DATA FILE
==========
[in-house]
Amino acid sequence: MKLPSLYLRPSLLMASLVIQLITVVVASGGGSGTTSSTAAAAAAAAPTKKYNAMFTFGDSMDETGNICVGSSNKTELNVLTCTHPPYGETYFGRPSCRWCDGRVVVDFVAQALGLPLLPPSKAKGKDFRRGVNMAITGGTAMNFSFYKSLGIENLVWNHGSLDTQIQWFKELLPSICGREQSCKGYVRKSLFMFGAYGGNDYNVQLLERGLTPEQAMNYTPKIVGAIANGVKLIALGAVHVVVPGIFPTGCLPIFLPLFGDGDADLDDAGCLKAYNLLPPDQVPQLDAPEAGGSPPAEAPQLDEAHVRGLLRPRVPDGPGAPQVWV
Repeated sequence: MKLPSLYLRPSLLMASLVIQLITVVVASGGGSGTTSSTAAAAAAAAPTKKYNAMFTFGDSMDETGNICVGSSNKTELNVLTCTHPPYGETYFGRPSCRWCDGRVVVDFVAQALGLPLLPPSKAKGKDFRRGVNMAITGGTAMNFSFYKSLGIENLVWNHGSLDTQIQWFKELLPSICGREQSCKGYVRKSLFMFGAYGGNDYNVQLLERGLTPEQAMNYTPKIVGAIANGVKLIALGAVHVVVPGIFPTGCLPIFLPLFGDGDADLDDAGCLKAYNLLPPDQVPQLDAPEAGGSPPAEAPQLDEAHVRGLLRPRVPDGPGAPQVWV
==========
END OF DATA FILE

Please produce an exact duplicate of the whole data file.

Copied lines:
[in-house]
Amino acid sequence: MKLPSLYLRPSLLMASLVIQLITVVVASGGGSGTTSSTAAAAAAAAPTKKYNAMFTFGDSMDETGNICVGSSNKTELNVLTCTHPPYGETYFGRPSCRWCDGRVVVDFVAQALGLPLLPPSKAKGKDFRRGVNMAITGGTAMNFSFYKSLGIENLVWNHGSLDTQIQWFKELLPSICGREQSCKGYVRKSLFMFGAYGGNDYNVQLLERGLTPEQAMNYTPKIVGAIANGVKLIALGAVHVVVPGIFPTGCLPIFLPLFGDGDADLDDAGCLKAYNLLPPDQVPQLDAPEAGGSPPAEAPQLDEAHVRGLLRPRVPDGPGAPQVWV
Repeated sequence: MKLPSLYLRPSLLMASLVIQLITVVVASGGGSGTTSSTAAAAAAAAPTKKYNAMFTFGDSMDETGNICVGSSNKTELNVLTCTHPPYGETYFGRPSCRWCDGRVVVDFVAQALGLPLLPPSKAKGKDFRRGVNMAITGGTAMNFSFYKSLGIENLVWNHGSLDTQIQWFKELLPSICGREQSCKGYVRKSLFMFGAYGGNDYNVQLLERGLTPEQAMNYTPKIVGAIANGVKLIALGAVHVVVPGIFPTGCLPIFLPLFGDGDADLDDAGCLKAYNLLPPDQVPQLDAPEAGGSPPAEAPQLDEAHVRGLLRPRVPDGPGAPQVWV